Hearst Home on Market for California High of $135 Million

Source: Jeff Hyland/Hilton & Hyland

The Beverly House sits on about 6 acres atop a private knoll three blocks from Sunset Boulevard. Close

The Beverly House sits on about 6 acres atop a private knoll three blocks from Sunset Boulevard.

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Source: Jeff Hyland/Hilton & Hyland

The Beverly House sits on about 6 acres atop a private knoll three blocks from Sunset Boulevard.

The Beverly House, once owned by publisher William Randolph Hearst, is back on the market for $135 million, the highest-priced residence for sale in California, according to its listing agency.

The Beverly Hills compound, which sits on about 6 acres (2.4 hectares) atop a private knoll three blocks from Sunset Boulevard, has been up for sale several times since 2007, when it was offered for $165 million. The five-building estate was last taken off the market nine months ago, when it was listed at $115 million, said Hilton & Hyland, an affiliate of Christie’s International Real Estate.

The owner, attorney Leonard Ross, decided to relist the 28-bedroom, 36-bath property after Fleur de Lys, a Holmby Hills mansion about 2.5 miles (4 kilometers) west of Beverly House, sold for $102 million in cash earlier this week, his brokerage said. Fleur de Lys had been on the market since 2007 and sold for less than the $125 million owner Suzanne Saperstein sought.

“With some of these recent mega sales, the glass ceiling has been broken and people are having more confidence that Los Angeles is arguably in the same league as such markets as the Hamptons and London,” Jeff Hyland, co-founder of Hilton & Hyland, said in an interview.

Source: Jeff Hyland/Hilton & Hyland

The Beverly House pools. Close

The Beverly House pools.

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Source: Jeff Hyland/Hilton & Hyland

The Beverly House pools.

Mansions in U.S. markets such as New York and California are the equivalent of “safety deposit boxes” for wealthy global investors, according to Jonathan Miller, president of appraiser Miller Samuel Inc. They are being bought by Chinese families, foreign tycoons and U.S. celebrities as a hedge against currency and stock market disasters or the vicissitudes of politics.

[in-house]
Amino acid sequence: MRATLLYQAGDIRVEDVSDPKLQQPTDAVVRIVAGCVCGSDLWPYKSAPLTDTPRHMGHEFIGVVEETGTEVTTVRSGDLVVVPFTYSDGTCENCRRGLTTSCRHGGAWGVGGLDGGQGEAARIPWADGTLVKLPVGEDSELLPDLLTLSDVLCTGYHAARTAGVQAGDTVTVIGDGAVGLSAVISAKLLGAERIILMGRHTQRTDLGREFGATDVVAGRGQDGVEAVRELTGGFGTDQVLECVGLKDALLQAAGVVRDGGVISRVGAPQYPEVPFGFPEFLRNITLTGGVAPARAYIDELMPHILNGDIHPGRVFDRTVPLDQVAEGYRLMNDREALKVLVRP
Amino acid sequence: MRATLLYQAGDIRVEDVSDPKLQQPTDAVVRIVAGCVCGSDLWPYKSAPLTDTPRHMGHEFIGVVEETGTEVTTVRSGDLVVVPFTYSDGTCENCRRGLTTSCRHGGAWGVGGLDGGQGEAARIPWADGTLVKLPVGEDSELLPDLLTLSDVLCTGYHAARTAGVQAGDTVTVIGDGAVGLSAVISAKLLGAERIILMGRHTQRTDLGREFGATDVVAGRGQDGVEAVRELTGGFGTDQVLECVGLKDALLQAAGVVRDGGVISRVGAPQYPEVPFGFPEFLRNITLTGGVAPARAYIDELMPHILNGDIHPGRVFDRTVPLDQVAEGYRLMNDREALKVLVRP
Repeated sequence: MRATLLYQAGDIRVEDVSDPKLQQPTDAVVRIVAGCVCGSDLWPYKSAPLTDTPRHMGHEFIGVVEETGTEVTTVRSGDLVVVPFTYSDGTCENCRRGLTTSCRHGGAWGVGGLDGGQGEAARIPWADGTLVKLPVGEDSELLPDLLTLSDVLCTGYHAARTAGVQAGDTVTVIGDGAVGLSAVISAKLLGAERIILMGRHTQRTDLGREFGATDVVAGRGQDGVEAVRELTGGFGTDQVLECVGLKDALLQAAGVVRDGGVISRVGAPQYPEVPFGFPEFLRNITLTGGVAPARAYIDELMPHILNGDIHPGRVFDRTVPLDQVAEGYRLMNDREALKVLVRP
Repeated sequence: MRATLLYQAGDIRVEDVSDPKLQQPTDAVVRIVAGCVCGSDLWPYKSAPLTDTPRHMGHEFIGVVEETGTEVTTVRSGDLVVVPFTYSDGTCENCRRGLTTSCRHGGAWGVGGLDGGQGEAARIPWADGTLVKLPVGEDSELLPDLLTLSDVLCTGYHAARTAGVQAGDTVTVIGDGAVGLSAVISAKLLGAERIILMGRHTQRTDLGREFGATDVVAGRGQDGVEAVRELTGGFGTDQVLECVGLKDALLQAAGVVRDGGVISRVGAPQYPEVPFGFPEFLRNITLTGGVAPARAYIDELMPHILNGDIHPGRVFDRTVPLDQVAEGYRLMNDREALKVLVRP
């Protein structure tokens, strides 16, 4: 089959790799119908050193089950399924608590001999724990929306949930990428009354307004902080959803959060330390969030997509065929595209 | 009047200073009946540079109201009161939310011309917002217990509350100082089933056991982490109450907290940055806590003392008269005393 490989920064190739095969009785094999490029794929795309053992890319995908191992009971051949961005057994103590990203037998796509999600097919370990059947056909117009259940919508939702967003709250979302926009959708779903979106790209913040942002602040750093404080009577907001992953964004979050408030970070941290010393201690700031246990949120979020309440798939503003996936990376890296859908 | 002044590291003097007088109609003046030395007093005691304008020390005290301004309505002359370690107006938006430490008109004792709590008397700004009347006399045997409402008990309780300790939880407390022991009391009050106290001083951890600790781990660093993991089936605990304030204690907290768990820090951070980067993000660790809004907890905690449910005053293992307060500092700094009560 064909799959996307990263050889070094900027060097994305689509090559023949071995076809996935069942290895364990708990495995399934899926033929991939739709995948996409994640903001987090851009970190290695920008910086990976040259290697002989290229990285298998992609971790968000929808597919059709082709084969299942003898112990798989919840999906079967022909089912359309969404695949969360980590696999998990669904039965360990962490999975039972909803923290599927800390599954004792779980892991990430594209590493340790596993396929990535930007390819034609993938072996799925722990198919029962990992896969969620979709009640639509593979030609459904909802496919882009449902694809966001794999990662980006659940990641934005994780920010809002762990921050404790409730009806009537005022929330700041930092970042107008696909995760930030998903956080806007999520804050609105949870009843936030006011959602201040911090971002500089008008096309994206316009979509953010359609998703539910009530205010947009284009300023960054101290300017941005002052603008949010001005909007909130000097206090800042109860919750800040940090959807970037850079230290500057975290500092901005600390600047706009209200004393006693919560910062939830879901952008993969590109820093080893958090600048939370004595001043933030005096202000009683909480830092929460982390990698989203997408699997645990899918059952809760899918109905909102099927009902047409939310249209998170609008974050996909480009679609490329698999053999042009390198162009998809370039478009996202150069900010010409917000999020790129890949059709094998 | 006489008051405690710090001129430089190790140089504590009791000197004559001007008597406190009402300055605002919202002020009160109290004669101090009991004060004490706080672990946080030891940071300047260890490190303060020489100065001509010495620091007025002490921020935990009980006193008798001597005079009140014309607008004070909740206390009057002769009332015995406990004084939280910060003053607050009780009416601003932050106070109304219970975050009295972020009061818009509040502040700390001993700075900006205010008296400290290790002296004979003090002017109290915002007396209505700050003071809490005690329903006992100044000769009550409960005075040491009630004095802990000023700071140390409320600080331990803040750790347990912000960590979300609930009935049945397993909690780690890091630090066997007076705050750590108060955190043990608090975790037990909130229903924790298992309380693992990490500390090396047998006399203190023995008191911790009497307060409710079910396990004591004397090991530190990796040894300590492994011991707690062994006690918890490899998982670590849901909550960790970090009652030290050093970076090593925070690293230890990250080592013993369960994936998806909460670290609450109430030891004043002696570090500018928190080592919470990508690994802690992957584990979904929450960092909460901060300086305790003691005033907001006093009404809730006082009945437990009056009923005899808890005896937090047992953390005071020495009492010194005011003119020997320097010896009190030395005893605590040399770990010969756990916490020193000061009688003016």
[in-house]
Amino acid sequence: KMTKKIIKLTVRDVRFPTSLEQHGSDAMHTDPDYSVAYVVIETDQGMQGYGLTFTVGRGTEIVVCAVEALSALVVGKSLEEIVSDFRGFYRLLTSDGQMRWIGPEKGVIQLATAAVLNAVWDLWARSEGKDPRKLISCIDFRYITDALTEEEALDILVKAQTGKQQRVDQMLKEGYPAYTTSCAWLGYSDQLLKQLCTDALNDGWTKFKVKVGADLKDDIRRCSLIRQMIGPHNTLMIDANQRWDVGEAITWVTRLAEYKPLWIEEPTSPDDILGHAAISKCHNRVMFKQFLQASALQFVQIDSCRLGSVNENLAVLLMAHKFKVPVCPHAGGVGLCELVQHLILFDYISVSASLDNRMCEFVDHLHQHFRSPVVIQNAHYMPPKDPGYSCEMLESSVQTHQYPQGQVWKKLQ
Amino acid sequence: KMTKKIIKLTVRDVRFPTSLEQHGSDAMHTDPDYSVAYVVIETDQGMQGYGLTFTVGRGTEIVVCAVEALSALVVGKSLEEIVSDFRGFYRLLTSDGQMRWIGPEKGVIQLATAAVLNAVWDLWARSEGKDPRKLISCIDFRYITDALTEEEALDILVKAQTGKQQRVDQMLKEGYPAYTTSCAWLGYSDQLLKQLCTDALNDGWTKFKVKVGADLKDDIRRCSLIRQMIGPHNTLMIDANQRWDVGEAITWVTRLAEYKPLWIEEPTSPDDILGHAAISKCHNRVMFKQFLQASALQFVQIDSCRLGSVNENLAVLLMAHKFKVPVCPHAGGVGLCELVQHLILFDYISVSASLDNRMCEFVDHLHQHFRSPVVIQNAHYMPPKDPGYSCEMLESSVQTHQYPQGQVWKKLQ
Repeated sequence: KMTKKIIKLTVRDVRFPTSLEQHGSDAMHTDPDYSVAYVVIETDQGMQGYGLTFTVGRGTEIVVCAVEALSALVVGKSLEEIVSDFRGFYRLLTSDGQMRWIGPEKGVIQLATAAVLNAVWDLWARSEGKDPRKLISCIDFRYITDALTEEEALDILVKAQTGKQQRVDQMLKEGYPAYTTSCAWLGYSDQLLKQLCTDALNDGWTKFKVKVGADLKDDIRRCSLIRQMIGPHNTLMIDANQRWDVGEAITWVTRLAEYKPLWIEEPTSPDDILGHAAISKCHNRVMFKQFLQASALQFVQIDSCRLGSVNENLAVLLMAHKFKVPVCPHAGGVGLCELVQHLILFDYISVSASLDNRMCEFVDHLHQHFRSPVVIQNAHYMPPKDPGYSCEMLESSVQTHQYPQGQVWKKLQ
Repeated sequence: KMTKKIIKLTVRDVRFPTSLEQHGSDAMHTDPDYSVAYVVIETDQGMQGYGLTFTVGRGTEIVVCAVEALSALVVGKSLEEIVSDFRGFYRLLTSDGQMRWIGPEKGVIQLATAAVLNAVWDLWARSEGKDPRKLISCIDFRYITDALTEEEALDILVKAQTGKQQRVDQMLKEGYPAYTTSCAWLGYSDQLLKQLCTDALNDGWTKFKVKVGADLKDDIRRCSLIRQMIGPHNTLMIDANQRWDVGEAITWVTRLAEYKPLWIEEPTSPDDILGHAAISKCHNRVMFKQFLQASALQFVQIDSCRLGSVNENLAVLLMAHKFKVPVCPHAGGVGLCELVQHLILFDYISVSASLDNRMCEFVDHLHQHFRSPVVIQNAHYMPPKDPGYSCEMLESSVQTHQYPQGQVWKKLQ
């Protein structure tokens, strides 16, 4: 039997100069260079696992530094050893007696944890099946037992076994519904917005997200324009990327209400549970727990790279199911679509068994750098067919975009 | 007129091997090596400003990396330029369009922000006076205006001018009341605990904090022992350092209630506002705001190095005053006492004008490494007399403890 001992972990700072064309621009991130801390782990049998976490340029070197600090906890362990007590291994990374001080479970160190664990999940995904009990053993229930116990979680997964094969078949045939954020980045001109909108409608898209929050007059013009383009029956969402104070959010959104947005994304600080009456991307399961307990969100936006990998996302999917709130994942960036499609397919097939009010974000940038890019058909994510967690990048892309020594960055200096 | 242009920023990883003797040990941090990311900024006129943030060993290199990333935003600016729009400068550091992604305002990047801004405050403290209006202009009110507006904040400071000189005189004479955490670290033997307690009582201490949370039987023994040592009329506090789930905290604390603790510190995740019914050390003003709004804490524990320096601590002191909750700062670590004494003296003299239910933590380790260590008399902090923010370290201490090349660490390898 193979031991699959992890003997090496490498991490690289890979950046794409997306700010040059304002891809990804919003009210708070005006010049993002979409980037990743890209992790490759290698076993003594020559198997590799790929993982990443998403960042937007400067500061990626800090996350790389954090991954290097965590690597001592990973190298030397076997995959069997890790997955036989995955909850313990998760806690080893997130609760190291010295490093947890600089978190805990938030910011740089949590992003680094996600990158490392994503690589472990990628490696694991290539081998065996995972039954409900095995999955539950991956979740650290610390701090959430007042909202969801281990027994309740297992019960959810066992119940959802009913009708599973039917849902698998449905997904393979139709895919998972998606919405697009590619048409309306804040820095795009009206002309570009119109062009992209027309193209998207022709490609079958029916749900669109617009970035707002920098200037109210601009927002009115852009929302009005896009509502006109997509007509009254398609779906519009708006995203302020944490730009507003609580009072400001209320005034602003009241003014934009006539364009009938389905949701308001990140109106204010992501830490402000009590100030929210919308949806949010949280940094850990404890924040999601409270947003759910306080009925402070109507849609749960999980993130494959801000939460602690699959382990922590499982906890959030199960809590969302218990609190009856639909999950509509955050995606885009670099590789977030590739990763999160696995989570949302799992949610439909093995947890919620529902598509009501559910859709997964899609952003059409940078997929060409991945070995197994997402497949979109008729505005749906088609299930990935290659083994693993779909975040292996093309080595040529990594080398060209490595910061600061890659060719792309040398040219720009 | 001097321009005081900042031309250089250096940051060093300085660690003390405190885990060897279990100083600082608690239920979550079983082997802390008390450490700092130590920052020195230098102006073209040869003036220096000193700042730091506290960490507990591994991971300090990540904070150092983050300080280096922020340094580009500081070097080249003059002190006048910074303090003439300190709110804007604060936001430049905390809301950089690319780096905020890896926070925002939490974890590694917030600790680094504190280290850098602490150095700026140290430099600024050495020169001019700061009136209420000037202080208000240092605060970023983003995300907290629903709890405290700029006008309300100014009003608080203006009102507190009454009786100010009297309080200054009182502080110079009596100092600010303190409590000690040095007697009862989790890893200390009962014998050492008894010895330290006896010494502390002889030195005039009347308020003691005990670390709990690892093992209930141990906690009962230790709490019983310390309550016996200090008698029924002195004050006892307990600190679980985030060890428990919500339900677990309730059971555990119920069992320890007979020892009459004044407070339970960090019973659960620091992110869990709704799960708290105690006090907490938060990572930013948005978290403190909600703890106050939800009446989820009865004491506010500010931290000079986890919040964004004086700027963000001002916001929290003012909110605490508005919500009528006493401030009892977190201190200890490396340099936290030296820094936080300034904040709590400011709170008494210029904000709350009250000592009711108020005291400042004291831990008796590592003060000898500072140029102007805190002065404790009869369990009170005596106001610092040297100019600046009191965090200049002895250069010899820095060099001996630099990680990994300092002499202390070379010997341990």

‘High-End’

“At least 60 percent of our very high-end buyers -- properties above $25 million -- are from abroad, whether that be from Asia, the Middle East, London or South America,” Hyland said. “And it’s people who could very well live in this type of house for eight weeks out of the year.”

Hilton & Hyland opened a London office in January after completing $1.9 billion in sales last year, 25 percent of which involved foreign investors.

A record number of California homes sold for $2 million or more last year, DataQuick reported in January. Prices in high-end Los Angeles County communities such as Beverly Hills, Malibu and Hollywood Hills rose 7 percent last year to an average of $825 a square foot for single-family homes, according to a report by the Agency, a Beverly Hills-based brokerage. The average is 3.6 percent below the 2008 peak.

Hearst Castle

The Beverly House was built by banking executive Milton Getz and bought by Marion Davies in 1946 for Hearst, who moved to the estate from Hearst Castle in San Simeon, California, and lived there until his death in 1951, Hilton & Hyland said.

The Beverly House, where John F. Kennedy and wife Jacqueline spent time during their honeymoon, has a 50-foot (15-meter) entry hall with loggia, a living room with 22-foot arched floor-to-ceiling windows and a lighted tennis court with an indoor bar and media center, Hilton & Hyland said.

Other features include an art-deco nightclub, an outdoor terrace with sit-down dining space for 400 people, two screening rooms, an eight-car garage and a billiard room with a carved stone fireplace from San Simeon, according to the brokerage. The Beverly House was featured in the movies “The Godfather” and “The Bodyguard.”

To contact the reporter on this story: Nadja Brandt in Los Angeles at nbrandt@bloomberg.net

To contact the editors responsible for this story: Kara Wetzel at kwetzel@bloomberg.net Daniel Taub, Christine Maurus

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